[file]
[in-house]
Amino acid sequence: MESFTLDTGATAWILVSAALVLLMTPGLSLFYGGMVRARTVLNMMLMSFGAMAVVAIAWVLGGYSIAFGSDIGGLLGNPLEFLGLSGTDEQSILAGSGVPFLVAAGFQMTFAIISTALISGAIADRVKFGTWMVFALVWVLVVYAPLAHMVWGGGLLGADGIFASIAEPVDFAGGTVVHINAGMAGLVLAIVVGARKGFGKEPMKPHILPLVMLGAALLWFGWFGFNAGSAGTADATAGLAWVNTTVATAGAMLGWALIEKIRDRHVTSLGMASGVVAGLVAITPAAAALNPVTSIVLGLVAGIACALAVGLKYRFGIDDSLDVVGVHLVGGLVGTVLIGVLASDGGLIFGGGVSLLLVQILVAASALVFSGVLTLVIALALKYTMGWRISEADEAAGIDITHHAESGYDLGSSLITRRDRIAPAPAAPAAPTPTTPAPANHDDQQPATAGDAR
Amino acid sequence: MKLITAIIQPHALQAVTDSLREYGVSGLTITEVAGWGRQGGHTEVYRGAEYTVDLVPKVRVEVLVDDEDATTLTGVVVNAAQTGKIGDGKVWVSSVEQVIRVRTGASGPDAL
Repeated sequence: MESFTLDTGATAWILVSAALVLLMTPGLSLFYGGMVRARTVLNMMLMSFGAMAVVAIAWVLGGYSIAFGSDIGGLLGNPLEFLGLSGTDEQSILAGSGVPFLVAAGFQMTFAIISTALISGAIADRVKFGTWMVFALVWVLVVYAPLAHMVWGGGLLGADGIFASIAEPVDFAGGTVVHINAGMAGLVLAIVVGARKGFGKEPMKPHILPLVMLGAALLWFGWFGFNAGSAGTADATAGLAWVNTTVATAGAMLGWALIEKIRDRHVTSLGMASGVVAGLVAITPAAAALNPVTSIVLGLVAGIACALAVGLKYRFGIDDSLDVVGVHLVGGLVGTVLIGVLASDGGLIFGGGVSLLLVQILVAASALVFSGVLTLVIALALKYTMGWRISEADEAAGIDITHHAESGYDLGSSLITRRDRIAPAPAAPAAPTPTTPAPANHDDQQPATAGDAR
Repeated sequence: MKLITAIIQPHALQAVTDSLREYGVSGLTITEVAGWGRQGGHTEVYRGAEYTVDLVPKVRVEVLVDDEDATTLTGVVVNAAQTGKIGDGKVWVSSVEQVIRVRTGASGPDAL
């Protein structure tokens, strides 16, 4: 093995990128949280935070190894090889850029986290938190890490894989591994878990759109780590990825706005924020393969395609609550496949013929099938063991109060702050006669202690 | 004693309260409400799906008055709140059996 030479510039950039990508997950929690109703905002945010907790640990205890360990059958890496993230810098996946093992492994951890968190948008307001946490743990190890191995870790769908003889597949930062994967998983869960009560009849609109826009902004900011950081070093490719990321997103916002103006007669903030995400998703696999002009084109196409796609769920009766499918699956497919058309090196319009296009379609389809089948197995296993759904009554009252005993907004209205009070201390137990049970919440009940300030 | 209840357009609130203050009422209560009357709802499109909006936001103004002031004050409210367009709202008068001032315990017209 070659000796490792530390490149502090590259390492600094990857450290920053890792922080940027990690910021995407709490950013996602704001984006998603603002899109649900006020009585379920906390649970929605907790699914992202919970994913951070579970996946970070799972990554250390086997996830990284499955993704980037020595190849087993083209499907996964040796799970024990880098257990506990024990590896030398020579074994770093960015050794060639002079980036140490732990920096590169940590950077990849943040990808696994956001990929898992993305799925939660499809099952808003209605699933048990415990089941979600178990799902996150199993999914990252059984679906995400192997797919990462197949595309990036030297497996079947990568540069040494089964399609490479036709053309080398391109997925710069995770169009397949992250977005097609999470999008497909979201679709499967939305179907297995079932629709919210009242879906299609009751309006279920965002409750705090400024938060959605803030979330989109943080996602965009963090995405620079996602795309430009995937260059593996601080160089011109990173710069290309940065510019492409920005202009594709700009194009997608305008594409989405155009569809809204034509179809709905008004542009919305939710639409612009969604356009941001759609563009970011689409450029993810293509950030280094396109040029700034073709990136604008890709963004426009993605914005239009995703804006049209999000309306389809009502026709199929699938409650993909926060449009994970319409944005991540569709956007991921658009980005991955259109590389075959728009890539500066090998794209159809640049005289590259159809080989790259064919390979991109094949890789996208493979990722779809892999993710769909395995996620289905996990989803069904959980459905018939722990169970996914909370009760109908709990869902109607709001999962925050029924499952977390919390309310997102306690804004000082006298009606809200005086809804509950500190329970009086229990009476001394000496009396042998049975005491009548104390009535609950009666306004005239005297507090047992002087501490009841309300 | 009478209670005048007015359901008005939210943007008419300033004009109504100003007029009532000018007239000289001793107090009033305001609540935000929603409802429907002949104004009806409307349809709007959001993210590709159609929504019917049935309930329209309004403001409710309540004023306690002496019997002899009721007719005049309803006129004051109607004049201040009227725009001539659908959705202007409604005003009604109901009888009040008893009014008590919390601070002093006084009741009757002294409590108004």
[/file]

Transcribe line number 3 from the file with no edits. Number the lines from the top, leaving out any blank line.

Amino acid sequence: MKLITAIIQPHALQAVTDSLREYGVSGLTITEVAGWGRQGGHTEVYRGAEYTVDLVPKVRVEVLVDDEDATTLTGVVVNAAQTGKIGDGKVWVSSVEQVIRVRTGASGPDAL